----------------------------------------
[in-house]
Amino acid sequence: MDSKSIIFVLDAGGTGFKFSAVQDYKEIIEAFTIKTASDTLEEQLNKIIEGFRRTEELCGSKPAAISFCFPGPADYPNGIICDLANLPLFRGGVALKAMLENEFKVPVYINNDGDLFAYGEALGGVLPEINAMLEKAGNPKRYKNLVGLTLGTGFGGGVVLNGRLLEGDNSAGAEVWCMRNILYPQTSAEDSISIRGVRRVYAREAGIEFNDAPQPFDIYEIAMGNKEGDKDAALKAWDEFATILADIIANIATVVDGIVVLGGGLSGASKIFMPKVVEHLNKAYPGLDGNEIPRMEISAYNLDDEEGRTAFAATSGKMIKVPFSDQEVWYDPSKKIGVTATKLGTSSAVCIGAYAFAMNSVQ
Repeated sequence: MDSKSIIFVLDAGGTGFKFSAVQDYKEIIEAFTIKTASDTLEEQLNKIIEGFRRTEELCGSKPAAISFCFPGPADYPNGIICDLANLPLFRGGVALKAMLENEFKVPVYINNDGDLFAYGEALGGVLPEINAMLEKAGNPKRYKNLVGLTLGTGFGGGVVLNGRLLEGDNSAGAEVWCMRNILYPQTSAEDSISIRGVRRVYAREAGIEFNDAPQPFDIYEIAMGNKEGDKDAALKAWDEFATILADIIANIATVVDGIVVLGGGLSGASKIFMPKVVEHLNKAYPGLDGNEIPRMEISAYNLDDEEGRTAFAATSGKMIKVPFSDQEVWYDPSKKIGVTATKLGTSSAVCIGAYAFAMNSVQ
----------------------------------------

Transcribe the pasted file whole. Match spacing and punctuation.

[in-house]
Amino acid sequence: MDSKSIIFVLDAGGTGFKFSAVQDYKEIIEAFTIKTASDTLEEQLNKIIEGFRRTEELCGSKPAAISFCFPGPADYPNGIICDLANLPLFRGGVALKAMLENEFKVPVYINNDGDLFAYGEALGGVLPEINAMLEKAGNPKRYKNLVGLTLGTGFGGGVVLNGRLLEGDNSAGAEVWCMRNILYPQTSAEDSISIRGVRRVYAREAGIEFNDAPQPFDIYEIAMGNKEGDKDAALKAWDEFATILADIIANIATVVDGIVVLGGGLSGASKIFMPKVVEHLNKAYPGLDGNEIPRMEISAYNLDDEEGRTAFAATSGKMIKVPFSDQEVWYDPSKKIGVTATKLGTSSAVCIGAYAFAMNSVQ
Repeated sequence: MDSKSIIFVLDAGGTGFKFSAVQDYKEIIEAFTIKTASDTLEEQLNKIIEGFRRTEELCGSKPAAISFCFPGPADYPNGIICDLANLPLFRGGVALKAMLENEFKVPVYINNDGDLFAYGEALGGVLPEINAMLEKAGNPKRYKNLVGLTLGTGFGGGVVLNGRLLEGDNSAGAEVWCMRNILYPQTSAEDSISIRGVRRVYAREAGIEFNDAPQPFDIYEIAMGNKEGDKDAALKAWDEFATILADIIANIATVVDGIVVLGGGLSGASKIFMPKVVEHLNKAYPGLDGNEIPRMEISAYNLDDEEGRTAFAATSGKMIKVPFSDQEVWYDPSKKIGVTATKLGTSSAVCIGAYAFAMNSVQ